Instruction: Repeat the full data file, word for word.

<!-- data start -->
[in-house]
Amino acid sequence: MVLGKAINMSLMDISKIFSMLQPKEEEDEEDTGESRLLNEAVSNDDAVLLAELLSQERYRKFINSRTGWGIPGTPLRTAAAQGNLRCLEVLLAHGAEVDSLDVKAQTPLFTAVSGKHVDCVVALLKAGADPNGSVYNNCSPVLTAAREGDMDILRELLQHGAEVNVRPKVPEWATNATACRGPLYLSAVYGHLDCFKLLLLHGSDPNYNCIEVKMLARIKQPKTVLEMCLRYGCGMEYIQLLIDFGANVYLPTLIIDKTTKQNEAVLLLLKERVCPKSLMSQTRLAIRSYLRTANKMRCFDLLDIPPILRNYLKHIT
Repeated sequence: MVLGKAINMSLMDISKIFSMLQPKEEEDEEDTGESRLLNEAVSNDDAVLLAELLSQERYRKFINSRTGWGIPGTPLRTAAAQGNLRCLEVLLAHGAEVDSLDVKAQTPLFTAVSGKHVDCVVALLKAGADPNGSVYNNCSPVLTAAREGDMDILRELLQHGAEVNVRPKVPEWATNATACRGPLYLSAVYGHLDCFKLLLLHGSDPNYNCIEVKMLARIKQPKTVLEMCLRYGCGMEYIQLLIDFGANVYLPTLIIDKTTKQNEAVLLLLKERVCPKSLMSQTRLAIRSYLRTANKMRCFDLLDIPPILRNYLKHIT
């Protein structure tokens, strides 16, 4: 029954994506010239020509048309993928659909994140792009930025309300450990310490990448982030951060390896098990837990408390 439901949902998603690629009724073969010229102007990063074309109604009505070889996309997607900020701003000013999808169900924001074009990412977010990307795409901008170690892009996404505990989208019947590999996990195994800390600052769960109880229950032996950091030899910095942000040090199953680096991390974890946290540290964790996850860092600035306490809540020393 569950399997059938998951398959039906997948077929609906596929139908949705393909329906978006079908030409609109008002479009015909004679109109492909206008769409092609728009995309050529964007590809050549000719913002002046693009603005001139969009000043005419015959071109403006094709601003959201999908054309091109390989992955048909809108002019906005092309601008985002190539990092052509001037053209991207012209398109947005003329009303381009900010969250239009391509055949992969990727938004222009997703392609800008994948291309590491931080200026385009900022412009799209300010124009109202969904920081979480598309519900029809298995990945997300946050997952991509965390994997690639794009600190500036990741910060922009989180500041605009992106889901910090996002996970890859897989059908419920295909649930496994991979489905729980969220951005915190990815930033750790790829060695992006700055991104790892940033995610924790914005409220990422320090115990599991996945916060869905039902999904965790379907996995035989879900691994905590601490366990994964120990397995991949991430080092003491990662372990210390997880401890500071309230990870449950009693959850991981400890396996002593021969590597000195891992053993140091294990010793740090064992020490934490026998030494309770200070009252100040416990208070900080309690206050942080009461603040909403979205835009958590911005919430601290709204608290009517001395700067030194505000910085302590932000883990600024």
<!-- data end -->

[in-house]
Amino acid sequence: MVLGKAINMSLMDISKIFSMLQPKEEEDEEDTGESRLLNEAVSNDDAVLLAELLSQERYRKFINSRTGWGIPGTPLRTAAAQGNLRCLEVLLAHGAEVDSLDVKAQTPLFTAVSGKHVDCVVALLKAGADPNGSVYNNCSPVLTAAREGDMDILRELLQHGAEVNVRPKVPEWATNATACRGPLYLSAVYGHLDCFKLLLLHGSDPNYNCIEVKMLARIKQPKTVLEMCLRYGCGMEYIQLLIDFGANVYLPTLIIDKTTKQNEAVLLLLKERVCPKSLMSQTRLAIRSYLRTANKMRCFDLLDIPPILRNYLKHIT
Repeated sequence: MVLGKAINMSLMDISKIFSMLQPKEEEDEEDTGESRLLNEAVSNDDAVLLAELLSQERYRKFINSRTGWGIPGTPLRTAAAQGNLRCLEVLLAHGAEVDSLDVKAQTPLFTAVSGKHVDCVVALLKAGADPNGSVYNNCSPVLTAAREGDMDILRELLQHGAEVNVRPKVPEWATNATACRGPLYLSAVYGHLDCFKLLLLHGSDPNYNCIEVKMLARIKQPKTVLEMCLRYGCGMEYIQLLIDFGANVYLPTLIIDKTTKQNEAVLLLLKERVCPKSLMSQTRLAIRSYLRTANKMRCFDLLDIPPILRNYLKHIT
């Protein structure tokens, strides 16, 4: 029954994506010239020509048309993928659909994140792009930025309300450990310490990448982030951060390896098990837990408390 439901949902998603690629009724073969010229102007990063074309109604009505070889996309997607900020701003000013999808169900924001074009990412977010990307795409901008170690892009996404505990989208019947590999996990195994800390600052769960109880229950032996950091030899910095942000040090199953680096991390974890946290540290964790996850860092600035306490809540020393 569950399997059938998951398959039906997948077929609906596929139908949705393909329906978006079908030409609109008002479009015909004679109109492909206008769409092609728009995309050529964007590809050549000719913002002046693009603005001139969009000043005419015959071109403006094709601003959201999908054309091109390989992955048909809108002019906005092309601008985002190539990092052509001037053209991207012209398109947005003329009303381009900010969250239009391509055949992969990727938004222009997703392609800008994948291309590491931080200026385009900022412009799209300010124009109202969904920081979480598309519900029809298995990945997300946050997952991509965390994997690639794009600190500036990741910060922009989180500041605009992106889901910090996002996970890859897989059908419920295909649930496994991979489905729980969220951005915190990815930033750790790829060695992006700055991104790892940033995610924790914005409220990422320090115990599991996945916060869905039902999904965790379907996995035989879900691994905590601490366990994964120990397995991949991430080092003491990662372990210390997880401890500071309230990870449950009693959850991981400890396996002593021969590597000195891992053993140091294990010793740090064992020490934490026998030494309770200070009252100040416990208070900080309690206050942080009461603040909403979205835009958590911005919430601290709204608290009517001395700067030194505000910085302590932000883990600024």